Chapter 10. Lung Tumors

  1. Prof. Dr. Heike Allgayer PhD3,
  2. Prof. Dr. Helga Rehder4 and
  3. Prof. Dr. Simone Fulda5
  1. Sarah Danson1,
  2. M Dawn Teare2 and
  3. Penella Woll1

Published Online: 21 AUG 2009

DOI: 10.1002/9783527627523.ch10

Hereditary Tumors: From Genes to Clinical Consequences

Hereditary Tumors: From Genes to Clinical Consequences

How to Cite

Danson, S., Teare, M. D. and Woll, P. (2008) Lung Tumors, in Hereditary Tumors: From Genes to Clinical Consequences (eds H. Allgayer, H. Rehder and S. Fulda), Wiley-VCH Verlag GmbH & Co. KGaA, Weinheim, Germany. doi: 10.1002/9783527627523.ch10

Editor Information

  1. 3

    University of Heidelberg and DKFZ (German Cancer Research Center) Heidelberg, Medical Faculty Mannheim, Chair of Experimental Surgery, Theodor-Kutzer-Ufer 1–3, 68167 Mannheim, Germany

  2. 4

    Medical University Vienna, Department of Medical Genetics, Währinger Strasse 10, 1090 Wien, Austria

  3. 5

    Ulm University Children's Hospital, Eythstrasse 24, 89075 Ulm, Germany

Author Information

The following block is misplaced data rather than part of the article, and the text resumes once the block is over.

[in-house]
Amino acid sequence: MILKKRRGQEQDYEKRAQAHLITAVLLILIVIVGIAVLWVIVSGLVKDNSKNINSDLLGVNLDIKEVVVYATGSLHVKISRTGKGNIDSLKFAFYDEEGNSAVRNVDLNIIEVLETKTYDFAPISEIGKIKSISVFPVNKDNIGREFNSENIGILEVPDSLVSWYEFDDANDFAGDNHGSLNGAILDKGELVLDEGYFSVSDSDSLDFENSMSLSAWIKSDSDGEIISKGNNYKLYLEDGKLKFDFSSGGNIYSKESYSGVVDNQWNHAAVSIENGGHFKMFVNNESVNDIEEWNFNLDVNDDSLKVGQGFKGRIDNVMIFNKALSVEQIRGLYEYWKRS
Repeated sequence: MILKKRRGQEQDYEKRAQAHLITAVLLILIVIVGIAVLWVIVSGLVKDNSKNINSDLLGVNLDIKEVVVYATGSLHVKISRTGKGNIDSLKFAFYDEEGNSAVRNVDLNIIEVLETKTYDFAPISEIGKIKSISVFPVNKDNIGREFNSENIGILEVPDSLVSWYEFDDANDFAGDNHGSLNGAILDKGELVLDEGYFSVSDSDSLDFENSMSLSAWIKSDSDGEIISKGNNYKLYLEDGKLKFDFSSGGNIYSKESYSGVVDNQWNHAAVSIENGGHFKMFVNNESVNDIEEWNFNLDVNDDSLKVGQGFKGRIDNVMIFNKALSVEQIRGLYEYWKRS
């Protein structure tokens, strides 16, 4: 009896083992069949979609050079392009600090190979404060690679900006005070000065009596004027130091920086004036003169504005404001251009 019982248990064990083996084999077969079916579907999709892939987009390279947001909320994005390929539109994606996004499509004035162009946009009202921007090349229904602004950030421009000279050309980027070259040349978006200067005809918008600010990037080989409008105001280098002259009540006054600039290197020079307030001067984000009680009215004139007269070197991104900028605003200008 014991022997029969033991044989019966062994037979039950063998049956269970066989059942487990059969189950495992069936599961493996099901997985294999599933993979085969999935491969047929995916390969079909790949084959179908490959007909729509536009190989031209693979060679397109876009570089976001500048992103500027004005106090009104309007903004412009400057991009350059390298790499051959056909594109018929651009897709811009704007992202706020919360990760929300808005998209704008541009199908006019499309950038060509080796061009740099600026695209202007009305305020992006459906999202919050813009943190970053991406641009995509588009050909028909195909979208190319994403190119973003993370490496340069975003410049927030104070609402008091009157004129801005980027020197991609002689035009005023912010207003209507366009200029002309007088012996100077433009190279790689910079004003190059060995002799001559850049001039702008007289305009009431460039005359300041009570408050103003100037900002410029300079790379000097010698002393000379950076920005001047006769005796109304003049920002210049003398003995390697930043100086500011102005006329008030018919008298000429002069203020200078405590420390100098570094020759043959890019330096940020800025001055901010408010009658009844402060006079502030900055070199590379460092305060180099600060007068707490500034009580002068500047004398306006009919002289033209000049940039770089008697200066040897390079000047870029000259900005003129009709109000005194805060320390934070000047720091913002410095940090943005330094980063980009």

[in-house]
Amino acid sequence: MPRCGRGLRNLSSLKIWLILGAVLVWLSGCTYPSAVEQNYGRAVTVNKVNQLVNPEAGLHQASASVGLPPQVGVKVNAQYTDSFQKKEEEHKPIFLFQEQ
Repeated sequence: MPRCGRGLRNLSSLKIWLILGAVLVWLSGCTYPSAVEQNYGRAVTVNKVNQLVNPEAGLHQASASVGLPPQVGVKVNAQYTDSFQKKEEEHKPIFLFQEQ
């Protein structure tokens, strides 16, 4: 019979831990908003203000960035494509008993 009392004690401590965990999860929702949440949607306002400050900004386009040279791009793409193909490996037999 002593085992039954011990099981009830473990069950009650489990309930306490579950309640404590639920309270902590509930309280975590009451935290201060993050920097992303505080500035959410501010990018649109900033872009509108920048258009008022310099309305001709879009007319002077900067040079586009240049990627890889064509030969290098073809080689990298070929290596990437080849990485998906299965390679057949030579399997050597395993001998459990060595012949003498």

1. 1

    University of Sheffield, Academic Department of Clinical Oncology, Cancer Research Centre, Weston Park Hospital, Whitham Road, Sheffield, S10 2SJ, United Kingdom

  2. 2

    University of Sheffield, Mathematical Modelling and Genetic Epidemiology, The Medical School, Beech Hill Road, Sheffield, S10 2RX, United Kingdom

Publication History

  1. Published Online: 21 AUG 2009
  2. Published Print: 17 DEC 2008

ISBN Information

Print ISBN: 9783527320288

Online ISBN: 9783527627523

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Keywords:

  • detoxification;
  • genome-wide association;
  • polymorphisms;
  • repair genes;
  • thoracic malignancies;
  • twins

Summary

Whilst the hereditary components of many tumors are well described, this is not the case for thoracic malignancies and much work is ongoing in this area. A strong family history is rare but there is increasing evidence that testing for polymorphisms, especially for genes involved in detoxification and DNA repair, may one day be used to identify those at risk of lung cancer. In those that develop lung cancer, polymorphism status could be combined with tumor characteristics to design customized treatment regimens.